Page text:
sansasnark:

i really can’t get over just how GREAT sophie turner’s acting is. she often gets so little to actually say or do, but somehow it results in some of the most powerful acting in the whole show.

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she’s just so perfect and subtle and internal - people often say that you can’t properly translate Sansa to the screen because a lot of her chapters are her internal thought processes but you can just see the pain and anger deep inside of her through her body language but most importantly, just through her eyes, and it’s utterly remarkable. i continue to be blown away.

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OH and not to mention it feels extra authentic because she cares a lot about book!sansa. She not only uses the script but she reads the chapters closely to get into her headspace and to flesh her out more. (She blurs book and show Sansa to the extent where she mistakes quotes from the show with those from the books in interviews, "I think she always has good lines each season. And then there was: “There are no heroes; in life, the monsters always win.” and she’s used “courtesy is a lady’s armour”, too).

#sophie turner is a gift and a prodigy #i am just genuinely so impressed #sansa stark #sophie turner #and i think as evidenced by the most recent episode - grrm stresses how withdrawn sansa is #and him not giving her many lines did not mean she didn’t get less screentime #there’s just so much pressure on that kind of acting? bc you don’t have words to play out? #it’s literally just you and your face and your emotion and i dont think many other actors could do what sophie’s doing #apparently one of her audition scenes was when she sees ned’s head and considers pushing joffrey and that’s when they knew #that she was sansa #it makes me sad she’ll probably never be recognised with awards and stuff for all this #because she deserves it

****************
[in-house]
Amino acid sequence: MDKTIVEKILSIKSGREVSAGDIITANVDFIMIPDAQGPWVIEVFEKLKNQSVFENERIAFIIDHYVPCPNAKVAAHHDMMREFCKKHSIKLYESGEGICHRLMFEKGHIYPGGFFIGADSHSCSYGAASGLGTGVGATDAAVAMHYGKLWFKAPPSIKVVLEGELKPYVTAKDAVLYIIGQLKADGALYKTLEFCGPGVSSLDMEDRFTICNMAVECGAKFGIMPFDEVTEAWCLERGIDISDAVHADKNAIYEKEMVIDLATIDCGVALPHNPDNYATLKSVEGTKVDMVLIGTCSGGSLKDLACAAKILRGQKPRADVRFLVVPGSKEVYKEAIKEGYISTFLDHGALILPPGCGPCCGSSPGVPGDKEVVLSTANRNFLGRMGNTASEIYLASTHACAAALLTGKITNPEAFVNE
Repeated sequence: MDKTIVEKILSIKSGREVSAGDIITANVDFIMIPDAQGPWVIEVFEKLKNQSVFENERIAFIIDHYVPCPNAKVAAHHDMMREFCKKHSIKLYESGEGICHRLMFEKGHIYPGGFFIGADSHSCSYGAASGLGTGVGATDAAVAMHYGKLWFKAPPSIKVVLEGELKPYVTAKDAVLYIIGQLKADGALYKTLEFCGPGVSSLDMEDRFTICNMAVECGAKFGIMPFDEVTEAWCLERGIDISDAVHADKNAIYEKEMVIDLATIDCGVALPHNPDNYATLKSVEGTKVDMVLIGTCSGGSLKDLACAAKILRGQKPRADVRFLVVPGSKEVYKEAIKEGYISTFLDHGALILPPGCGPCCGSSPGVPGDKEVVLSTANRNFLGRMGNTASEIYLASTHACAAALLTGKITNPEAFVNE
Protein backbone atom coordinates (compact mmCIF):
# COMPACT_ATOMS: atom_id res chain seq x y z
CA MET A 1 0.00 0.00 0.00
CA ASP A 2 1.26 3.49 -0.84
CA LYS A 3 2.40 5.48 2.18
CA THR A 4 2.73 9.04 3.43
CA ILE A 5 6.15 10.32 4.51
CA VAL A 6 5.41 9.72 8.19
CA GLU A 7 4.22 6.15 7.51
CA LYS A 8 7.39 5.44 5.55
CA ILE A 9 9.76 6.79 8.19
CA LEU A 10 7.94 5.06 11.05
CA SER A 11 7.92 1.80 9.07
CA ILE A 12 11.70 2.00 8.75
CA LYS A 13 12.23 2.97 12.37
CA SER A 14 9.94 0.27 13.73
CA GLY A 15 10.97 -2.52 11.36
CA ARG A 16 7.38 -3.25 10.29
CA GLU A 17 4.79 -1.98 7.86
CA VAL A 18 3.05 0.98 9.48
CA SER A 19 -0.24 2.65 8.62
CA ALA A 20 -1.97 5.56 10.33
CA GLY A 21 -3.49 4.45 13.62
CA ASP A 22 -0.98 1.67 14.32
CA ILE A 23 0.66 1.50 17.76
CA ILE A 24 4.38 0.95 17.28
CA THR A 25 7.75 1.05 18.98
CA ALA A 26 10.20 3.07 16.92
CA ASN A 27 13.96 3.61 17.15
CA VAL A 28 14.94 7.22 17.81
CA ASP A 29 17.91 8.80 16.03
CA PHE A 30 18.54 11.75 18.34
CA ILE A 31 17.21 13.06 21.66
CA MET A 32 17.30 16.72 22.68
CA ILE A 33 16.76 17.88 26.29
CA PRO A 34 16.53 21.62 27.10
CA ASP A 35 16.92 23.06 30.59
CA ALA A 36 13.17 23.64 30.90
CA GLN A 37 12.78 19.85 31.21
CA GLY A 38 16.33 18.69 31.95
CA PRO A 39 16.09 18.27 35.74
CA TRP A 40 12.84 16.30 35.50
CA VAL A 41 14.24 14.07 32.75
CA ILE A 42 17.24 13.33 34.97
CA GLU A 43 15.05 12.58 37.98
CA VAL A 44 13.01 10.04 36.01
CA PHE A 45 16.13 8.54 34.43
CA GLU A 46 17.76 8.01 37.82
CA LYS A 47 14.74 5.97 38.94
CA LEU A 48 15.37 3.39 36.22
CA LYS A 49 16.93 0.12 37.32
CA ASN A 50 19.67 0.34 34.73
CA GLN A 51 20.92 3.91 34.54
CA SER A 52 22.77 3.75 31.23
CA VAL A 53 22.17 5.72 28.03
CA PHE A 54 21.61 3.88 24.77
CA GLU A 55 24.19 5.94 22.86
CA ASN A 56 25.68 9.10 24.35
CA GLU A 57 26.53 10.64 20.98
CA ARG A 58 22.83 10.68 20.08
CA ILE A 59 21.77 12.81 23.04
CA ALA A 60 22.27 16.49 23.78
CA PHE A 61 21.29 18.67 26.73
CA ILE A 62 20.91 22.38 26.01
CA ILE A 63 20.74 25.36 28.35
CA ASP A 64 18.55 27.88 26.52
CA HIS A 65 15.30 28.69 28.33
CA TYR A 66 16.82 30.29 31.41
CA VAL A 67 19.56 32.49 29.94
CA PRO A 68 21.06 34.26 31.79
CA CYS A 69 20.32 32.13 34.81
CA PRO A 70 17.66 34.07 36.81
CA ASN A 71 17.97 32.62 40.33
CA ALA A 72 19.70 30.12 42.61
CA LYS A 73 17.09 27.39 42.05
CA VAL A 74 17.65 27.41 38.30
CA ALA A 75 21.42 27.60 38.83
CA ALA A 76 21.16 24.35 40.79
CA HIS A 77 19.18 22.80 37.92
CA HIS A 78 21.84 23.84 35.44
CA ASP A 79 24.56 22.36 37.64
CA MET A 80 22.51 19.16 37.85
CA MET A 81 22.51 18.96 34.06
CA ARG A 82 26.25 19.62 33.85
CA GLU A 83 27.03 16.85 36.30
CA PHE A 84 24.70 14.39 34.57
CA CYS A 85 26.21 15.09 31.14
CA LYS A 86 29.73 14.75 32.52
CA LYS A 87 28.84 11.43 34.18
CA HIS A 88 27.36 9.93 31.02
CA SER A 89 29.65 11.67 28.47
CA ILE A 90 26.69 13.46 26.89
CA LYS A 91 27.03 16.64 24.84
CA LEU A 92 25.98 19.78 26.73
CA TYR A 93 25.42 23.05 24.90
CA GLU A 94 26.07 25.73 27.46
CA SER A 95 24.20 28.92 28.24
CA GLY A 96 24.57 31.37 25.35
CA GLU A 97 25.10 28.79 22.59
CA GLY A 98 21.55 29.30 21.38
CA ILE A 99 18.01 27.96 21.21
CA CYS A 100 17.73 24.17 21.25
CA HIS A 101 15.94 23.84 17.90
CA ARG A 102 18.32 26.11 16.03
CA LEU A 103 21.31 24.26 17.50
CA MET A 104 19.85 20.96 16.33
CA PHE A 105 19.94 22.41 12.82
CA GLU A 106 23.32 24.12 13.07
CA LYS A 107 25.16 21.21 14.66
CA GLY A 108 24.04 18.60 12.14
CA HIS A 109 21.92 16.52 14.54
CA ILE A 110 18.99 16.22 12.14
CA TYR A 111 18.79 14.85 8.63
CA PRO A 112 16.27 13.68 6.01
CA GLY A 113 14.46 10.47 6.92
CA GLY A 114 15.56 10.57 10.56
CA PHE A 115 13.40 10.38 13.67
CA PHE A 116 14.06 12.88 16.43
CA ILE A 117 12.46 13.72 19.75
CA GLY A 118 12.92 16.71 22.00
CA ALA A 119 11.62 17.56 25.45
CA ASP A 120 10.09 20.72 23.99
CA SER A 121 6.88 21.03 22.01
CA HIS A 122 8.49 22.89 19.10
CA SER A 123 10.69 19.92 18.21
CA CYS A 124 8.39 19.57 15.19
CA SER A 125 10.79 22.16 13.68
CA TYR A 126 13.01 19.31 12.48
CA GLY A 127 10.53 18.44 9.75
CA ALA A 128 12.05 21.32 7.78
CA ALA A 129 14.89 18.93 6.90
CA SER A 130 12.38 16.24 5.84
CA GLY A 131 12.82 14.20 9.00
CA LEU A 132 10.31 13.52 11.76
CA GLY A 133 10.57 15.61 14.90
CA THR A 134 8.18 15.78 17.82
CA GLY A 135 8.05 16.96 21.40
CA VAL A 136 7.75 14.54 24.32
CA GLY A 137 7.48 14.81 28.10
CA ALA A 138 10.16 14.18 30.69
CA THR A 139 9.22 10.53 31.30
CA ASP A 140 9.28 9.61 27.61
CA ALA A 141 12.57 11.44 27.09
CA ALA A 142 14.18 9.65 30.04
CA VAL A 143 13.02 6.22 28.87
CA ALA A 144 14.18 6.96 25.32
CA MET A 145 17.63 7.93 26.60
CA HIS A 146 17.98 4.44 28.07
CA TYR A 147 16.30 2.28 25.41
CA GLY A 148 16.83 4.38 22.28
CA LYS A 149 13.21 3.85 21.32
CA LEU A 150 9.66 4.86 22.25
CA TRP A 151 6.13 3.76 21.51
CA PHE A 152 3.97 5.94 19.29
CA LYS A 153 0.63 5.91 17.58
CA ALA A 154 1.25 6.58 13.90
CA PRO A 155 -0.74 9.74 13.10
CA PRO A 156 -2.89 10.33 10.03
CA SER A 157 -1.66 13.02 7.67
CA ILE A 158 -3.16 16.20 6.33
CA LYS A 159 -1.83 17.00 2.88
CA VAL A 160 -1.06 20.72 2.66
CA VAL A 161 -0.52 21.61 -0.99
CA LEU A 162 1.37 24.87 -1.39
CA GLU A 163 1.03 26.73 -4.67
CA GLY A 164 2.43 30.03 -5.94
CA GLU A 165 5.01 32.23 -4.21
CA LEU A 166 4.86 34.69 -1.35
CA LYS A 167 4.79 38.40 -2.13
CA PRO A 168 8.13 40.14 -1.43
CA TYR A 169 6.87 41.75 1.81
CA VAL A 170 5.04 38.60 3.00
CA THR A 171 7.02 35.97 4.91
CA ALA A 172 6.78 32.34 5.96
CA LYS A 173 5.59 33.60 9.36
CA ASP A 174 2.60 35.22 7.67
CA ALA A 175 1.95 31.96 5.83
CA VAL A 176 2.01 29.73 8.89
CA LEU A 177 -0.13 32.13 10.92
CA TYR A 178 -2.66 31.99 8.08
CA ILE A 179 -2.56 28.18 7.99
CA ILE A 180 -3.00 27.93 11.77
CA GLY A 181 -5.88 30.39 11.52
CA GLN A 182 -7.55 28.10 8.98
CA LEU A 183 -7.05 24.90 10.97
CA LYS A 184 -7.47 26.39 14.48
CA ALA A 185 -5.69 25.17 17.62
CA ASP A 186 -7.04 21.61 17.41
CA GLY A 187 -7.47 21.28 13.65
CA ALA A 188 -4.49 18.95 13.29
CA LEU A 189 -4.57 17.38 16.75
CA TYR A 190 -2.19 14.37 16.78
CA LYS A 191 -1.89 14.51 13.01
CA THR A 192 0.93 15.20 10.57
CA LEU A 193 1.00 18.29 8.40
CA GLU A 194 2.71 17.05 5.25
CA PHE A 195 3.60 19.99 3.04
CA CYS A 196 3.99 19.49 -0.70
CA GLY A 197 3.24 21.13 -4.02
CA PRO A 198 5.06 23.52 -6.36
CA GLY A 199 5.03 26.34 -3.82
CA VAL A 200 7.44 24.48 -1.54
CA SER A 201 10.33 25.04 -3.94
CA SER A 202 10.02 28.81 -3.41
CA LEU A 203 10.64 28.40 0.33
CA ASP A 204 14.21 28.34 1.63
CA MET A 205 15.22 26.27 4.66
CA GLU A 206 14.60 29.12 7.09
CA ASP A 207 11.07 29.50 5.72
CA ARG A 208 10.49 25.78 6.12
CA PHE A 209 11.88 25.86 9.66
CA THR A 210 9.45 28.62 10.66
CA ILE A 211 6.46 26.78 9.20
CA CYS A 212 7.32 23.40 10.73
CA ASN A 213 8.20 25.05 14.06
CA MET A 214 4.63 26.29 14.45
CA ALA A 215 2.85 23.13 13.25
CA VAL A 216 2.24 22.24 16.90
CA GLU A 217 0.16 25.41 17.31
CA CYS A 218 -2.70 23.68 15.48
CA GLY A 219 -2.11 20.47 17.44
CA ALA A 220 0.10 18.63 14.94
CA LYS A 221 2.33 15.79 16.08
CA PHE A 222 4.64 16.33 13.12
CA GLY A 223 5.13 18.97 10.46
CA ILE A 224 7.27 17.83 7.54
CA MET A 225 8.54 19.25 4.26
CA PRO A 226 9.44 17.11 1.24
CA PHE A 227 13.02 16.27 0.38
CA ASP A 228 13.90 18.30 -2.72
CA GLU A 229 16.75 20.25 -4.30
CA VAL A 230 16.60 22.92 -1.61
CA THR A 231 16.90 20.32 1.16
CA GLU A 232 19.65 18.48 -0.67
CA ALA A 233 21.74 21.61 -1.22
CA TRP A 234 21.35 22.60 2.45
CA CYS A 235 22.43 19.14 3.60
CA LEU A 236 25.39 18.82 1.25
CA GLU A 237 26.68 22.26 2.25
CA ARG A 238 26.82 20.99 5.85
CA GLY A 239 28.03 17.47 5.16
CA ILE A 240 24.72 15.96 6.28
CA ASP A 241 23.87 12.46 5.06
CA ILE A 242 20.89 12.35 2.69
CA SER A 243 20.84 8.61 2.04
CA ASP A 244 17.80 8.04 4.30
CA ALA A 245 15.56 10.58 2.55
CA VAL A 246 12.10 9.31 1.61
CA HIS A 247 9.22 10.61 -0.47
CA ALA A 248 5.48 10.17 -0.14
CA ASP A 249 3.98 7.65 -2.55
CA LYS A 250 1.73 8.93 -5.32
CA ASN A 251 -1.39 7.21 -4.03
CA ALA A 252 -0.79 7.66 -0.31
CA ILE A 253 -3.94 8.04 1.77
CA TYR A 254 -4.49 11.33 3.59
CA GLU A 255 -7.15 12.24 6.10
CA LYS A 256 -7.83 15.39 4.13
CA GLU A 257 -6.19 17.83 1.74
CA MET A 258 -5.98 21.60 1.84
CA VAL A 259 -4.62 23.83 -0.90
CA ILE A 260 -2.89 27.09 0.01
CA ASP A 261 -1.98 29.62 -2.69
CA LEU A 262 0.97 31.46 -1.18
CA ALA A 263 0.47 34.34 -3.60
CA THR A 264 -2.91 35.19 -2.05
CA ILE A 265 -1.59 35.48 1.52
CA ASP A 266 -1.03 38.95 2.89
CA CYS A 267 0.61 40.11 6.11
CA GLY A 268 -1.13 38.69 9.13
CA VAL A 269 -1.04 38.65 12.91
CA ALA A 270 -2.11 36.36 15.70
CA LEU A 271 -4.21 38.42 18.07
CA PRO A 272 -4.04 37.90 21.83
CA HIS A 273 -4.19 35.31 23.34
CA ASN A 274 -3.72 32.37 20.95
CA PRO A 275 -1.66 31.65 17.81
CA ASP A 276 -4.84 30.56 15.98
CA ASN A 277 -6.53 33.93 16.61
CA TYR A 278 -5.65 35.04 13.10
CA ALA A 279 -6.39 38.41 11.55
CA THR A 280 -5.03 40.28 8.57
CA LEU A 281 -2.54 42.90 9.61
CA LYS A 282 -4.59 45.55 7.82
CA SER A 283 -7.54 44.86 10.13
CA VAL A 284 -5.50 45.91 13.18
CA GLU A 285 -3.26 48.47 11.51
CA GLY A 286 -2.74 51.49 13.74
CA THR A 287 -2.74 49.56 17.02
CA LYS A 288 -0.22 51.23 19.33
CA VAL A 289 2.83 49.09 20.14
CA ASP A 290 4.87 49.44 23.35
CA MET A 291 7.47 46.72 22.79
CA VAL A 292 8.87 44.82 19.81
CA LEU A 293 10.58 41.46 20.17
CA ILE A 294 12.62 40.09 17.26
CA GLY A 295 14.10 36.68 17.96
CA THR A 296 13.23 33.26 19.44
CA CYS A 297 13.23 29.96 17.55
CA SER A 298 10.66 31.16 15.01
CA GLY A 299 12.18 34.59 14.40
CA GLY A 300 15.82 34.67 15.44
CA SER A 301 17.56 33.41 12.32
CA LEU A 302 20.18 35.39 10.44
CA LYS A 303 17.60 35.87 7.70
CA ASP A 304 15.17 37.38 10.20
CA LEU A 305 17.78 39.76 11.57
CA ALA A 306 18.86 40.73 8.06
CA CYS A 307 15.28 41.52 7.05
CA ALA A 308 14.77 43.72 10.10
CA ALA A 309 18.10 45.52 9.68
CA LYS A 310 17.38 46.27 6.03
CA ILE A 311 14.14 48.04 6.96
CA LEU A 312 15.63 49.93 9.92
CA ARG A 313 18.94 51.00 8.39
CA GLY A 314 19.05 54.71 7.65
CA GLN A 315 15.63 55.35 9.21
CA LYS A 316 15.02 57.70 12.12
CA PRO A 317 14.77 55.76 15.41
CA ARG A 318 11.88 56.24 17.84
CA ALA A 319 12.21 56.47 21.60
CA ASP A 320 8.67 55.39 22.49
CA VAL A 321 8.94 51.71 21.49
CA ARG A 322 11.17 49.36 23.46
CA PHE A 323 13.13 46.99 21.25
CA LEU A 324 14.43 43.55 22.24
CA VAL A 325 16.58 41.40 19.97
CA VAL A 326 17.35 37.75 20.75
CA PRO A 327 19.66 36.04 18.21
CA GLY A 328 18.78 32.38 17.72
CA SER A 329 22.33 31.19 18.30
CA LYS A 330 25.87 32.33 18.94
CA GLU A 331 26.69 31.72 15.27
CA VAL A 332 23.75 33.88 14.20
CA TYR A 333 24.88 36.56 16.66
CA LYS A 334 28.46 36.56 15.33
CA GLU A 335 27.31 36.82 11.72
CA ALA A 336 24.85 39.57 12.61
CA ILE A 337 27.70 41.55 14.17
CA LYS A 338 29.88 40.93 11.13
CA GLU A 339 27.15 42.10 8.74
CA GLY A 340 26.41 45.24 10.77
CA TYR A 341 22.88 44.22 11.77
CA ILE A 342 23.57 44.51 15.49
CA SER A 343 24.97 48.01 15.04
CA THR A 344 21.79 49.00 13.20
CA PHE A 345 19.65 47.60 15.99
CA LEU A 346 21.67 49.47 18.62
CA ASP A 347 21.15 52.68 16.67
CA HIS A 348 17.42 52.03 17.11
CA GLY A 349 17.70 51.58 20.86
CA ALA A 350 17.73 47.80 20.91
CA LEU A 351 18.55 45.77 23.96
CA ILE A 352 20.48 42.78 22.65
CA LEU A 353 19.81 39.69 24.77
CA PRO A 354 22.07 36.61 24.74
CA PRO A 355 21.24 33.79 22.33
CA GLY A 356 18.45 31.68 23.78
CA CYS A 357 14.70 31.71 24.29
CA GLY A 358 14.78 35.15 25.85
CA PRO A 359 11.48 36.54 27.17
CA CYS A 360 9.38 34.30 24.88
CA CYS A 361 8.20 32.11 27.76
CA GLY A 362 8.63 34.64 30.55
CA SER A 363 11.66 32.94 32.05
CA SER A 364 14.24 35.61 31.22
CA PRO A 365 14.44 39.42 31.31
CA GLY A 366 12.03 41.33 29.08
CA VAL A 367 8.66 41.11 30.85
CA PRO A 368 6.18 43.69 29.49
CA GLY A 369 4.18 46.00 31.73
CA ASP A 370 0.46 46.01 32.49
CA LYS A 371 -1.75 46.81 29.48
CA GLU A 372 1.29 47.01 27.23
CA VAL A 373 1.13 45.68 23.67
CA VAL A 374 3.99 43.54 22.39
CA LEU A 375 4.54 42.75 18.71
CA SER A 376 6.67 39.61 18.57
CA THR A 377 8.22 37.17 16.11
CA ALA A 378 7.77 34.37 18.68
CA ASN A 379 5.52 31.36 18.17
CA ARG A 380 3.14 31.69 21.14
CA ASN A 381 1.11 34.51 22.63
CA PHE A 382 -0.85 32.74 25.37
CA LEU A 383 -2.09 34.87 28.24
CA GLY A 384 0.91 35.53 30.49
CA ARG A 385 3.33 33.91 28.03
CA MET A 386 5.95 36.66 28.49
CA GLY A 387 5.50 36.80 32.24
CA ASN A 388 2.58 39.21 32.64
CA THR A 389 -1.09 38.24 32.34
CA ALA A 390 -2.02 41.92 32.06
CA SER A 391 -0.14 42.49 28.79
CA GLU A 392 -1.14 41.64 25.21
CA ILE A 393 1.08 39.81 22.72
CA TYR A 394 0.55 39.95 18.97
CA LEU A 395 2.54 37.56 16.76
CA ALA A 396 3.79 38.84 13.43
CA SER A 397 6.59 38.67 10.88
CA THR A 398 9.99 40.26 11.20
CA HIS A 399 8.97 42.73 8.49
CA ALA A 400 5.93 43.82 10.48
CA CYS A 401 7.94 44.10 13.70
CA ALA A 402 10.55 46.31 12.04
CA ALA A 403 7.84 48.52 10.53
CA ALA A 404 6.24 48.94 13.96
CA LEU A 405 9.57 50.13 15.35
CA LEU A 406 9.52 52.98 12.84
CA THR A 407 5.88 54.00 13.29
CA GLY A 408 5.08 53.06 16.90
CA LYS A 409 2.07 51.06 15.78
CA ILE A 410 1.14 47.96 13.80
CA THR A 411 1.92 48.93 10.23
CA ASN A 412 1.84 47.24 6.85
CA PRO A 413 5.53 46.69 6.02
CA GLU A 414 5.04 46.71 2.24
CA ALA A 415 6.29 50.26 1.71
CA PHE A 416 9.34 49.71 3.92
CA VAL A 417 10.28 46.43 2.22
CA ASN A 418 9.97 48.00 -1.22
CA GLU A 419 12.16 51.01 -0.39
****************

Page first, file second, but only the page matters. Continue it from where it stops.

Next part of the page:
(via nobodysuspectsthebutterfly)

In fairy tales, monsters exist to be a manifestation of something that we need to understand, not only a problem we need to overcome, but also they need to represent, much like angels represent the beautiful, pure, eternal side of the human spirit, monsters need to represent a more tangible, more mortal side of being human: aging, decay, darkness and so forth. And I believe that monsters originally, when we were cavemen and you know, sitting around a fire, we needed to explain the birth of the sun and the death of the moon and the phases of the moon and rain and thunder. And we invented creatures that made sense of the world: a serpent that ate the sun, a creature that ate the moon, a man in the moon living there, things like that. And as we became more and more sophisticated and created sort of a social structure, the real enigmas started not to be outside. The rain and the thunder were logical now. But the real enigmas became social. All those impulses that we were repressing: cannibalism, murder, these things needed an explanation. The sex drive, the need to hunt, the need to kill, these things then became personified in monsters. Werewolves, vampires, ogres, this and that. I feel that monsters are here in our world to help us understand it. They are an essential part of a fable.

Guillermo Del Toro (via iwearthecheeseyo)

(via amberfox17)